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I do a lot of file manipulation on my system and in one particular batch job I end up with around 16 Gb file. I need to prepare this data into smaller chunks for another process.

I split it into 10k lines per file and numeric index, padded to 5 digits

split -a 5 -d -l 10000 large_input_file /out_path/out.

This way I end up with files named

The problem is that this way indexing always starts with 0.
Is there a way to set it to arbitrary starting index? man reveals nothing ...

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Why do you want to start counting the chunk filenames from a non-zero index? Knowing the use case would help to find a solution to your problem. – loevborg Jan 1 '11 at 16:52
up vote 1 down vote accepted

It's not a big deal to renumber the files afterwards.

split -a 5 -d -l 10000 large_input_file /out_path/tmp.
for x in /outpath/tmp.*; do
  mv -i -- "$x" "${x%/*}/out.$(printf %05d $((10#${x##*.}+1)))";

Note a couple of pitfalls:

  • The naive approach of renaming out.00000 to out.00001 and so on doesn't work, because globbing expands to a lexicographically ordered list, so the first renaming would overwrite the second file. In zsh, you can use the (On) glob qualifier. In other shells, the easiest way is to change the stem of the name as well.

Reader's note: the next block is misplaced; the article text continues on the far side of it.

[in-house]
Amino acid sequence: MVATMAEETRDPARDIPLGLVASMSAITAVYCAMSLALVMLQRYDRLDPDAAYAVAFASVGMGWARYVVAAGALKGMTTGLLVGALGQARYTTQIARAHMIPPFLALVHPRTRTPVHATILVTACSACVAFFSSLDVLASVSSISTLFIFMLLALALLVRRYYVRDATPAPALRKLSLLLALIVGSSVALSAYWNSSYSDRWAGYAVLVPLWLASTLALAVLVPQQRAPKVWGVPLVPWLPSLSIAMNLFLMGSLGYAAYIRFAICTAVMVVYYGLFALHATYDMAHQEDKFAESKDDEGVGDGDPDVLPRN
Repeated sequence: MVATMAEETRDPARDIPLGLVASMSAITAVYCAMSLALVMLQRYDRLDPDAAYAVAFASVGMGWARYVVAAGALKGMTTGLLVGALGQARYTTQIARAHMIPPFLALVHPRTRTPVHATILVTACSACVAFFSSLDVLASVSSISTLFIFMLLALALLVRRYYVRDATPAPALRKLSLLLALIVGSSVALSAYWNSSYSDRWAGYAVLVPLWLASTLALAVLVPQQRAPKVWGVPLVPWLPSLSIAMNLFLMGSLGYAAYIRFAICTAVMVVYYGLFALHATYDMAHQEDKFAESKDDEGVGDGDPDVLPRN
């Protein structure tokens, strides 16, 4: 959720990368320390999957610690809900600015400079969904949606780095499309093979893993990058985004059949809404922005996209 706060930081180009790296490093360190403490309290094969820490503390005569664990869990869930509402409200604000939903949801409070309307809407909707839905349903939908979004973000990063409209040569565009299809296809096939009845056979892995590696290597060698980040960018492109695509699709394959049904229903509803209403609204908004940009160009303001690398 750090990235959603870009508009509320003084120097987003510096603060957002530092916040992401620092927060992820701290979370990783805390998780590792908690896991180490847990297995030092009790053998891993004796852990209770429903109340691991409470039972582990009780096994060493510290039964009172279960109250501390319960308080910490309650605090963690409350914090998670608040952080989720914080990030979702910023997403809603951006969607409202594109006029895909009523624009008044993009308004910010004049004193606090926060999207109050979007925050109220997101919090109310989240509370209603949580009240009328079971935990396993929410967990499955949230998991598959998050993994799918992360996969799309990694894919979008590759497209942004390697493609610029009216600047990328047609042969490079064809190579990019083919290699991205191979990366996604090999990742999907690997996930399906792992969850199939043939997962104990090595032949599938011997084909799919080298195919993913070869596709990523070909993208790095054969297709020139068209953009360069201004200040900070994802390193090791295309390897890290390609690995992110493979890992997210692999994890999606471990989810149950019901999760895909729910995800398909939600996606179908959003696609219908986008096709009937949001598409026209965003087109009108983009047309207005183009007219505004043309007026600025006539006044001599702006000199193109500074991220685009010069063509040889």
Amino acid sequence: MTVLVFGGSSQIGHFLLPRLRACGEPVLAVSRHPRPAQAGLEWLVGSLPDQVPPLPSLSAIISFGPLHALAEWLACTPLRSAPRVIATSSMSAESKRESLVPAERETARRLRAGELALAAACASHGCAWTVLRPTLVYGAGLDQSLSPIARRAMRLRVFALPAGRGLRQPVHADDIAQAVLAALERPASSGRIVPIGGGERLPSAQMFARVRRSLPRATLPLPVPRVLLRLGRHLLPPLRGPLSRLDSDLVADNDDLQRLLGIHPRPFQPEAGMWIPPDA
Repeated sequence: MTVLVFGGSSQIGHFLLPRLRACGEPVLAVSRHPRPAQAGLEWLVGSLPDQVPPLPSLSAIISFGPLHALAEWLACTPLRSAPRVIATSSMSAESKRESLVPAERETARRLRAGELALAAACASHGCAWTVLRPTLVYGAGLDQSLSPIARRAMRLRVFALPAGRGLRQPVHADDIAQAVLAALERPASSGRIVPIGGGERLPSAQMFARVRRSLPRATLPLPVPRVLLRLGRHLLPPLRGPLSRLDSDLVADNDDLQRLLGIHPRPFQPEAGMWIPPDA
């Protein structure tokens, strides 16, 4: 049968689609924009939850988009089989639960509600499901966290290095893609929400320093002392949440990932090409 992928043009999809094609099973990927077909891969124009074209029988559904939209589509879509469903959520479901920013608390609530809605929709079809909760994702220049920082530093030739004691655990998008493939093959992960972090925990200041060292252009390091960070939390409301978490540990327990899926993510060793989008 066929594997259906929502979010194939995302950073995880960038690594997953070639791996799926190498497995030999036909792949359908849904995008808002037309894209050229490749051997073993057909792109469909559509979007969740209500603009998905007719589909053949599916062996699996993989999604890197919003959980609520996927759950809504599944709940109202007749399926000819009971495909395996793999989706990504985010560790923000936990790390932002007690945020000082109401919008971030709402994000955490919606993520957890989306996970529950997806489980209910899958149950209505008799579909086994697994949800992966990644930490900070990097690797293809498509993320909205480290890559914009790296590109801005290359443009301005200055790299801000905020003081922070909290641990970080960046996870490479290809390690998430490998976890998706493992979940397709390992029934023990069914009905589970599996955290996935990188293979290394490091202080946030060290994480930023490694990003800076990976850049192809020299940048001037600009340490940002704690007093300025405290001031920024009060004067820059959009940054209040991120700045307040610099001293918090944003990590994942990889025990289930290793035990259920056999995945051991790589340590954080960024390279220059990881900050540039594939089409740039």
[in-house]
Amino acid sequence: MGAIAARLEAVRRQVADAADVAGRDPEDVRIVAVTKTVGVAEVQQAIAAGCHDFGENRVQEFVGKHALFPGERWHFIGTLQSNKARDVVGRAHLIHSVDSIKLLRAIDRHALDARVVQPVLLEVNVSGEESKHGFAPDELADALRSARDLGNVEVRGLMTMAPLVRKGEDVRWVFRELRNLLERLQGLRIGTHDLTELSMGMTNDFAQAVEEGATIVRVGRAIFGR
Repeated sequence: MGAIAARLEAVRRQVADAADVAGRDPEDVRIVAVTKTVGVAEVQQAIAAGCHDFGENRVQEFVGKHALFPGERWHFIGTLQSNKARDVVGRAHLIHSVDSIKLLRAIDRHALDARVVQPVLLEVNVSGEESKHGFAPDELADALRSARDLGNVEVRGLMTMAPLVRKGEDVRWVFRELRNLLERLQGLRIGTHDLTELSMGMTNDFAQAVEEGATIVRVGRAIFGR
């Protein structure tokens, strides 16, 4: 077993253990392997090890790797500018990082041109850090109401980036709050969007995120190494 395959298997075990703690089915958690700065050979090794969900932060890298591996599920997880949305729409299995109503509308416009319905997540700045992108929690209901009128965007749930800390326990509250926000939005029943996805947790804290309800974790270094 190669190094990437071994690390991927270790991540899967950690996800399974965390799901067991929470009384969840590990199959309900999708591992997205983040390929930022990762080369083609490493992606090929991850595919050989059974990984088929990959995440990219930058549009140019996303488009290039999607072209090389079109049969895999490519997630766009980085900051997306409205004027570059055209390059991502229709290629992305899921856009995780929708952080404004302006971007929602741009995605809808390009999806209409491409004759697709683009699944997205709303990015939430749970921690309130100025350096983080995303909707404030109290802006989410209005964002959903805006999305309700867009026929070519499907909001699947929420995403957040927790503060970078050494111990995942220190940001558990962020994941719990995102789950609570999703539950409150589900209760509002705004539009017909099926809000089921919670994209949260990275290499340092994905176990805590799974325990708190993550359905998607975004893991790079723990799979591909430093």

• A leading 0 in shell arithmetic causes the number to be interpreted in octal. 10#${…} forces a decimal interpretation.
  • printf %05d is a way to maintain the padding to 5 digits.
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nice, and by replacing +1 with +$start_id I get arbitrary first index ... – nEJC Jan 2 '11 at 15:49
btw. what is the meaning of -- in mv command? Can't seam to find it ... probably "no more switches after this point", right? – nEJC Jan 2 '11 at 15:52
@nEJC: Yes, that's exactly it. In this particular case, it's not necessary, because the arguments can't begin with -, but it's a good habit to get into (and it's a reflex with me). – Gilles Jan 2 '11 at 16:15

I think this option doesn't exist in split. I've this bug (feauture request) for coreutils --

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